The Yerevan Office of the International Committee of the Red Cross (ICRC) is in talks to arrange a meeting with Azerbaijanis detained in the occupied territories of Azerbaijan, ArmInfo reported on July 21.
The report cited the Communication Programs Correspondent of the ICRC Armenia Office, Zara Amatuni.
Amatuni said the ICRC is working under its mandate, as well as within the Geneva Convention, and does its utmost to meet with detainees.
In this context, Amatuni added that the ICRC mandate does not include a specific timeframe of this or that meeting, and it all depends on the concrete situation.
Earlier, Armenian media reported that the Armenian forces, during an operation in the occupied Kalbajar District's Shaplar village, killed an Azerbaijani - Hasan Hasanov, and detained two other Azerbaijanis - Shahbaz Guliyev and Dilgam Asgarov. They also reported about the launching of criminal cases against the detained Azerbaijanis.
Armenian media also reported that one Armenian officer was killed and his wife was wounded during the capture of Azerbaijanis.
On July 15, the Azerbaijani State Commission on Prisoners of War, Hostages and Missing People said the fate of Azerbaijani citizens taken hostages in the Kalbajar District, is its priority.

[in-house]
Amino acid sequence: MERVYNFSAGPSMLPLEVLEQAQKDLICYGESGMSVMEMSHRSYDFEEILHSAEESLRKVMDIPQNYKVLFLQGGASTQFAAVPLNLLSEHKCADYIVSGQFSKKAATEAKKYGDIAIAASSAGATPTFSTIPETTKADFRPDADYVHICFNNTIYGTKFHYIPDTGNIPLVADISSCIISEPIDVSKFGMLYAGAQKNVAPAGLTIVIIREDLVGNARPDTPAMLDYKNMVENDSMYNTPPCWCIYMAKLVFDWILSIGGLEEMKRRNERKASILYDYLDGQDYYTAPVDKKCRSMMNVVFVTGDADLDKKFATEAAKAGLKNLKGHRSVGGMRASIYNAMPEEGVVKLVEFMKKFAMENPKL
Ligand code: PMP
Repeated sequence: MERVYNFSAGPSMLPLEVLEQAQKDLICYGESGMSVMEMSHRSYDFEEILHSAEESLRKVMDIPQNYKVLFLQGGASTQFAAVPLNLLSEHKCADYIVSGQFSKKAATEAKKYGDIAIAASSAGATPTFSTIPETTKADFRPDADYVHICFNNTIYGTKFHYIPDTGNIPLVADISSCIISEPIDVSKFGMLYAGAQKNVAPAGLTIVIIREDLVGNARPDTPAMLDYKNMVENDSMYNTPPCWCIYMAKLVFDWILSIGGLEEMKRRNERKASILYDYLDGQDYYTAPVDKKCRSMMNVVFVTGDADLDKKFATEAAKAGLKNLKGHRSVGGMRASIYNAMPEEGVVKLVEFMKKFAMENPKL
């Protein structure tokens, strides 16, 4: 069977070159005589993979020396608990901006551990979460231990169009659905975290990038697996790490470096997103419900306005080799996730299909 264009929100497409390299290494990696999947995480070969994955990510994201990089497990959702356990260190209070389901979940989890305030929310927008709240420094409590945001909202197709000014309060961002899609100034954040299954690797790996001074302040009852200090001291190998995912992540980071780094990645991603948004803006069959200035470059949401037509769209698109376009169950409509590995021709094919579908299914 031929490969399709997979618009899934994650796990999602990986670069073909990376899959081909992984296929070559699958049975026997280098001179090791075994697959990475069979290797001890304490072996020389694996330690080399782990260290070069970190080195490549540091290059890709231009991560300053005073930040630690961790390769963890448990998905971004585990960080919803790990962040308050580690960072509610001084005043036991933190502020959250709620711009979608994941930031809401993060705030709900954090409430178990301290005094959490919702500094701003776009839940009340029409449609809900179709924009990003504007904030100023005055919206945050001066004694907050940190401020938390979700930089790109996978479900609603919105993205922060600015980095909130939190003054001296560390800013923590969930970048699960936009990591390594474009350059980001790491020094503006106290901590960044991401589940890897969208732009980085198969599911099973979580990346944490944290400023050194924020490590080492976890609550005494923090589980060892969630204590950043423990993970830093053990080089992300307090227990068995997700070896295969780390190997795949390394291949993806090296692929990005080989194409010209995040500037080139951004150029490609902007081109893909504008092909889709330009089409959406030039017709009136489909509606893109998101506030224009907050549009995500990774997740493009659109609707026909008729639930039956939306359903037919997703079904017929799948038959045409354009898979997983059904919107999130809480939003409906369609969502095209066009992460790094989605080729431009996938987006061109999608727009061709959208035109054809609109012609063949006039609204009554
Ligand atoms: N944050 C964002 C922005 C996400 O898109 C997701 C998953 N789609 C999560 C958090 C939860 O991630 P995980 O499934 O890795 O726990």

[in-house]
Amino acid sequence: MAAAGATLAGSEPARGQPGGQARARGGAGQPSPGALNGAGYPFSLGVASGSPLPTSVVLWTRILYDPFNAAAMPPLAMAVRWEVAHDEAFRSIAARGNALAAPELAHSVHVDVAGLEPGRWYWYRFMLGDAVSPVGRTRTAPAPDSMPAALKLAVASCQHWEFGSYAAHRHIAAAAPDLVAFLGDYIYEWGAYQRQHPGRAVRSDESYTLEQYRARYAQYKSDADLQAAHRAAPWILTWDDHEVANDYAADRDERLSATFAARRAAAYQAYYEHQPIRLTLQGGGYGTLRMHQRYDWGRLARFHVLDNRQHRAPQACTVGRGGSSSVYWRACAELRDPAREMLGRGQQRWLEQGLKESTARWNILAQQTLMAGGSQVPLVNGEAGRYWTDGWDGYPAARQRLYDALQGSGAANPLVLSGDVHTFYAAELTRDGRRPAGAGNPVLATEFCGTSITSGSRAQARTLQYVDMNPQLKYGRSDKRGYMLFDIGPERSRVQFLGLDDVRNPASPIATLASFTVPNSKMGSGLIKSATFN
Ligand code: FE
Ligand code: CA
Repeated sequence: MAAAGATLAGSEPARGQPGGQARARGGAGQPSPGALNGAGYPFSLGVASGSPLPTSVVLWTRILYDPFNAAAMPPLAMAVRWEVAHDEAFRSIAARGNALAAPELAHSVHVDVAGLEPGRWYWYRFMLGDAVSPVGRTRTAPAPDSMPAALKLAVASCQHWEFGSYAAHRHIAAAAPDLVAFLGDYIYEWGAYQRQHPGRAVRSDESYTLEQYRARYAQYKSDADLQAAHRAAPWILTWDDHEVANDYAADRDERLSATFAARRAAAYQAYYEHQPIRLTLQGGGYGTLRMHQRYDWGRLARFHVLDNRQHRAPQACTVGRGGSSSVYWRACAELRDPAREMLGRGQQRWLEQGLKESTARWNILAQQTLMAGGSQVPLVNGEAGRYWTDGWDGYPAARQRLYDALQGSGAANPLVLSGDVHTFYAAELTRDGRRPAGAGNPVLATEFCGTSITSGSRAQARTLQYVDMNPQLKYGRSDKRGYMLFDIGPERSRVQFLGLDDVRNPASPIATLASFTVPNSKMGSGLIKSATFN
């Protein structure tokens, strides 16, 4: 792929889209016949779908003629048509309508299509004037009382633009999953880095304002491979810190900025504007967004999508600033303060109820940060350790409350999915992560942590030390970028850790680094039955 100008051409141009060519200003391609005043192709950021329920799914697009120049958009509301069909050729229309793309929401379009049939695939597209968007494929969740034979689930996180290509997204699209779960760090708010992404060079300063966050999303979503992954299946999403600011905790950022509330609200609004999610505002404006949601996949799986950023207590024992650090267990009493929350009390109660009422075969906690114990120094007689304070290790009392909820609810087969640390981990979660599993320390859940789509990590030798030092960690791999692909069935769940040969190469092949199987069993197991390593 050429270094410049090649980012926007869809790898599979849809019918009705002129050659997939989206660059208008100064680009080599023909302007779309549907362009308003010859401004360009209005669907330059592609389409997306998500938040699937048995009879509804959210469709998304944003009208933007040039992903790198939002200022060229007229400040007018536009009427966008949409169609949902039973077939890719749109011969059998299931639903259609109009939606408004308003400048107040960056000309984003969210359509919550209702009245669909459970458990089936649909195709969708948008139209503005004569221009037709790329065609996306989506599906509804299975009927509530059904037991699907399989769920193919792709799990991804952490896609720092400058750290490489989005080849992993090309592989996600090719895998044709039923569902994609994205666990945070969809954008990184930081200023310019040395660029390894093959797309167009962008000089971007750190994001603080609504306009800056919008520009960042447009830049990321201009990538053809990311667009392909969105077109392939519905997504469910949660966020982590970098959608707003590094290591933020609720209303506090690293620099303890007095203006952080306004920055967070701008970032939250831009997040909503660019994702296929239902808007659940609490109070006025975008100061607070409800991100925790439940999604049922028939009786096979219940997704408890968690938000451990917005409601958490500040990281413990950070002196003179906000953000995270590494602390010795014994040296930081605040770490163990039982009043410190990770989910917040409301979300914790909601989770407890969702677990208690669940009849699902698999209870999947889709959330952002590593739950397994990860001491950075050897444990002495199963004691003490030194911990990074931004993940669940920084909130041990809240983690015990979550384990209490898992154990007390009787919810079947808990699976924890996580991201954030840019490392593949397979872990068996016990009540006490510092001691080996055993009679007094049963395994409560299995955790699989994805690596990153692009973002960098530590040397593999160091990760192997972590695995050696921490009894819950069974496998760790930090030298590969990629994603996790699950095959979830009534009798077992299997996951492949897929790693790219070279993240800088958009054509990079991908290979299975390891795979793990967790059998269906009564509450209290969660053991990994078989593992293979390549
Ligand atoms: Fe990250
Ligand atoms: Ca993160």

The ICRC Baku Office Communication Department's Head, Ilaha Huseynova told Trend on July 16 that the families of Azerbaijanis, taken hostage by Armenians in Kalbajar, officially appealed to the ICRC.
She added that currently the ICRC continues talks with the parties on this matter.
Previously, it was reported that Azerbaijan appealed to the ICRC to clarify the media reports on the hostage-taking of Azerbaijani citizens by the Armenian side. The appeal contained a request to carry out the necessary procedures in accordance with the ICRC's mandate, in case if the information is confirmed.
Meanwhile, Azerbaijan's Defense Ministry dismissed the Armenian media reports on affiliation of the mentioned persons to the country's armed forces.
The ministry also stated that the occupied lands are the territories of sovereign Azerbaijan, and a ban cannot be imposed on free movement of Azerbaijanis in these territories.
Despite the claims of the Armenian side, these individuals did not violate the state border, because the lands controlled by the illegal "fictitious" regime, are the Azerbaijani territories recognized by the UN, the ministry said.
The conflict between the two South Caucasus countries began in 1988 when Armenia made territorial claims against Azerbaijan.
As a result of the ensuing war, in 1992 Armenian armed forces occupied 20 percent of Azerbaijan, including the Nagorno-Karabakh region and seven surrounding districts.
The two countries signed a ceasefire agreement in 1994. The co-chairs of the OSCE Minsk Group, Russia, France and the U.S. are currently holding peace negotiations.
Armenia has not yet implemented the U.N. Security Council's four resolutions on the liberation of the Nagorno-Karabakh and the surrounding regions.